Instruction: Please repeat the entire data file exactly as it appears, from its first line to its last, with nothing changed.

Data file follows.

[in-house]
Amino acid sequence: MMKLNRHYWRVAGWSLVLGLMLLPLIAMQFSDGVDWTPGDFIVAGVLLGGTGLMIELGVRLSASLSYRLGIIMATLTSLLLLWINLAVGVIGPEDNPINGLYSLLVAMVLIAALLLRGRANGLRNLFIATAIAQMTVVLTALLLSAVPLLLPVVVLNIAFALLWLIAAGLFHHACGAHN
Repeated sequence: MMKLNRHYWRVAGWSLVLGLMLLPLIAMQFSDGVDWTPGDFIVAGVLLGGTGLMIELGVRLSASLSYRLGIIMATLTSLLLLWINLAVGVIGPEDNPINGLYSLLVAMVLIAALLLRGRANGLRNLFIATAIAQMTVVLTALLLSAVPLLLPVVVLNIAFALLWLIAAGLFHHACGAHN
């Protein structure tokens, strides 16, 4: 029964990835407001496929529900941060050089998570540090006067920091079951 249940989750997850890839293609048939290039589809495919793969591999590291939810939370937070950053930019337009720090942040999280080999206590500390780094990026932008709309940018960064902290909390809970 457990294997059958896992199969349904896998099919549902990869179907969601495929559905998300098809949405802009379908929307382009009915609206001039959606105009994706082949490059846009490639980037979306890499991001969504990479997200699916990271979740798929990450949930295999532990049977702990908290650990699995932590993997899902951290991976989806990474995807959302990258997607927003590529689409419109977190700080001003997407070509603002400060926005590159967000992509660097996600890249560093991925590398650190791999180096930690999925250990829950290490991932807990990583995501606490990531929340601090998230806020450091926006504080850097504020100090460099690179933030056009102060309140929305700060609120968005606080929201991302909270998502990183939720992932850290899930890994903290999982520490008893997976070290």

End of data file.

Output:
[in-house]
Amino acid sequence: MMKLNRHYWRVAGWSLVLGLMLLPLIAMQFSDGVDWTPGDFIVAGVLLGGTGLMIELGVRLSASLSYRLGIIMATLTSLLLLWINLAVGVIGPEDNPINGLYSLLVAMVLIAALLLRGRANGLRNLFIATAIAQMTVVLTALLLSAVPLLLPVVVLNIAFALLWLIAAGLFHHACGAHN
Repeated sequence: MMKLNRHYWRVAGWSLVLGLMLLPLIAMQFSDGVDWTPGDFIVAGVLLGGTGLMIELGVRLSASLSYRLGIIMATLTSLLLLWINLAVGVIGPEDNPINGLYSLLVAMVLIAALLLRGRANGLRNLFIATAIAQMTVVLTALLLSAVPLLLPVVVLNIAFALLWLIAAGLFHHACGAHN
């Protein structure tokens, strides 16, 4: 029964990835407001496929529900941060050089998570540090006067920091079951 249940989750997850890839293609048939290039589809495919793969591999590291939810939370937070950053930019337009720090942040999280080999206590500390780094990026932008709309940018960064902290909390809970 457990294997059958896992199969349904896998099919549902990869179907969601495929559905998300098809949405802009379908929307382009009915609206001039959606105009994706082949490059846009490639980037979306890499991001969504990479997200699916990271979740798929990450949930295999532990049977702990908290650990699995932590993997899902951290991976989806990474995807959302990258997607927003590529689409419109977190700080001003997407070509603002400060926005590159967000992509660097996600890249560093991925590398650190791999180096930690999925250990829950290490991932807990990583995501606490990531929340601090998230806020450091926006504080850097504020100090460099690179933030056009102060309140929305700060609120968005606080929201991302909270998502990183939720992932850290899930890994903290999982520490008893997976070290």